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Week draws attention to crisis of uninsured

May 3, 2006

A UMNS Report
By Kathy L. Gilbert*

Before this day is over, more than 50 people in the United States will die because they have no health insurance and cannot afford the medical treatment they need to stay alive.

Dr. Ted Hill, a United Methodist physician in Tennessee, is one of many in the faith community who have decided not to stand by and watch that happen anymore. With the help of medical and business leaders in Sumner County, north of Nashville, he has opened the Salvus Center, a medical clinic committed to "helping those people who fall through the cracks."

LINK: Click to open full size version of image
Bishop Melvin G. Talbert

The center is inspired by the biblical mandate to care for the sick and needy, Hill says. (See related story.)

May 1-7, faith communities across the United States are supporting Cover the Uninsured Week to draw attention to the need for health coverage for all. According to the most recent figures from the U.S. Census Bureau, more than 46 million — including 8 million children — in the United States have no health care coverage.

The numbers of people without health insurance are increasing, not decreasing, says United Methodist Bishop Melvin Talbert, who is on the national interfaith advisory board for Cover the Uninsured Week.

"When we started (Cover the Uninsured Week) three years ago, we had 41 million," he says. "That number has increased to 46 million.

"We need to stop and raise the question: 'What would happen to us — those of us who are privileged to be insured — if we had a catastrophic illness and didn't have health insurance?' Well, that is the situation for 46 million people."

LINK: Click to open full size version of image
Image courtesy of Cover the Uninsured Week

This chart shows the percentage of uninsured non-elderly adults by age for 2004.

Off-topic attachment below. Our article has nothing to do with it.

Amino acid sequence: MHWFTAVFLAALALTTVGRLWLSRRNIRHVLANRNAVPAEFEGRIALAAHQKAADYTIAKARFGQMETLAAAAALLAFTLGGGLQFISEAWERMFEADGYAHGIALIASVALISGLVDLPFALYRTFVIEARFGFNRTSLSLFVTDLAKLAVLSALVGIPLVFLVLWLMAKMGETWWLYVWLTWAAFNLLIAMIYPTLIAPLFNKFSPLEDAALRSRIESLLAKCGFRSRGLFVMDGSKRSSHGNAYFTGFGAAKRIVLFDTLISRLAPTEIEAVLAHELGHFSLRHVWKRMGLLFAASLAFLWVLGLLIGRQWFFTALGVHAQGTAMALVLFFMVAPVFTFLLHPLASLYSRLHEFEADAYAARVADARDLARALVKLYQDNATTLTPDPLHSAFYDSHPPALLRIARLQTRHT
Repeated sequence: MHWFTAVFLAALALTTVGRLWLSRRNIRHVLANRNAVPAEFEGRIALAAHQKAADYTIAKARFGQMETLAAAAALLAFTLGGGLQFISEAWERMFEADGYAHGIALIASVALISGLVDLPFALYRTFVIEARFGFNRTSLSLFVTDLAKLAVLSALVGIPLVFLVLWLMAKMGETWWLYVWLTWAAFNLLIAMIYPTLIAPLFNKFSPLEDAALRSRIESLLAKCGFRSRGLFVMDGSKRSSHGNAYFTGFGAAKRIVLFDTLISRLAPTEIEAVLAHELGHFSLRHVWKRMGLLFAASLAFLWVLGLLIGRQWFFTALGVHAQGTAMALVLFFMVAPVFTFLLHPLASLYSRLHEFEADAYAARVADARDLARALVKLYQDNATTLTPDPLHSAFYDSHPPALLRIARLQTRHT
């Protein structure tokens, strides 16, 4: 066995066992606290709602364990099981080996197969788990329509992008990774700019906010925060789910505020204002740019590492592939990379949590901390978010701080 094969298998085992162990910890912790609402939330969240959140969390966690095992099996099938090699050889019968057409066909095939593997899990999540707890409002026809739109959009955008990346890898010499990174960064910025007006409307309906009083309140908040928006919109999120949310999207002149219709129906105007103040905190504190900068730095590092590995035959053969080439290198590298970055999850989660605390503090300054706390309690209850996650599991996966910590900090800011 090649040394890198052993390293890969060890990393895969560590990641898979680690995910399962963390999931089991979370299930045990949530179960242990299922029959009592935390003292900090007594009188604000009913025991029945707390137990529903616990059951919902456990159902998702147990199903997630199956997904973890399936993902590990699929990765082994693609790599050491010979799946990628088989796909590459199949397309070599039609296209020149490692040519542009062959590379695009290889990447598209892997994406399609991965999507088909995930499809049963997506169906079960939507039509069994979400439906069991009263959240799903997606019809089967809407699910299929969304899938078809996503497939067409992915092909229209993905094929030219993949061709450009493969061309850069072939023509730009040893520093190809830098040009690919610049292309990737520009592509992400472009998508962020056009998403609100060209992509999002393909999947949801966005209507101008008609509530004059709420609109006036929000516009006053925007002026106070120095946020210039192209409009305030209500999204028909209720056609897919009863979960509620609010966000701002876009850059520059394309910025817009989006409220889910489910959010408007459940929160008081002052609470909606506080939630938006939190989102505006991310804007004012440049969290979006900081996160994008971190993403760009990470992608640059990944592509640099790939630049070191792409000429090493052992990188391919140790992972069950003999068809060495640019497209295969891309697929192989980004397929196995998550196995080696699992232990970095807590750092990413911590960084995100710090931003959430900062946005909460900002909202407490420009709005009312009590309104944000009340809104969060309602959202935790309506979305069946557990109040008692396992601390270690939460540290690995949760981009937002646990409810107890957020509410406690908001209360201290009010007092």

According to Cover the Uninsured Week's Web site:

  • Nearly all the uninsured are under age 65.
  • Members of racial and ethnic minority groups make up a disproportionate share of the uninsured population.
  • Nearly 20 percent of uninsured are children.
  • The likelihood of being insured increases as the level of education rises.
  • Only 9 percent of families with income over $50,000 per year are uninsured, compared to 40.8 percent of people with family incomes below $5,000.
  • Employment-based health insurance continues to be the predominant source of coverage for the non-elderly population.

The United Methodist Church, in its Book of Discipline, holds that health care is a basic human right, as well as a responsibility both public and private. In Paragraph 162T of the Social Principles section, the church states: "We encourage individuals to pursue a healthy lifestyle and ? also recognize the role of governments in ensuring that each individual has access to those elements necessary to good health."

The United Methodist Church's General Conference has also passed a number of health-related resolutions on the importance of health care for all.

LINK: Click to open full size version of image
A UMNS photo by Kathy Gilbert

The faith-based Salvus Center, founded by Dr. Ted Hill, serves working people who have no health insurance.

The United Methodist Board of Church and Society advocates for "a national health plan that will provide comprehensive health benefits to everyone with an equitable and efficient financing system that can reduce the current rapid inflation."

"About 18,000 people die in the United States each year because they are uninsured and cannot get the medical care they need," says Cynthia Abrams, an executive with the Board of Church and Society. "It's time to put politics aside and make progress toward solutions. Tell Congress to make health coverage for Americans their top priority."

Talbert agrees it is time for action.

"It is a moral issue for us as the church to be supportive of getting all of our brothers and sisters covered because we care for each other. I hope United Methodists across the connection will pause this week, particularly on Sunday, to emphasize the importance of getting something done.

"We need to say to both parties — Democratic and Republican — the time is here when we need to stop talking and do something about this crisis that we are facing as a nation."

*Gilbert is a United Methodist News Service news writer based in Nashville, Tenn.

News media contact: Kathy L. Gilbert, Nashville, Tenn., (615) 742-5470 or

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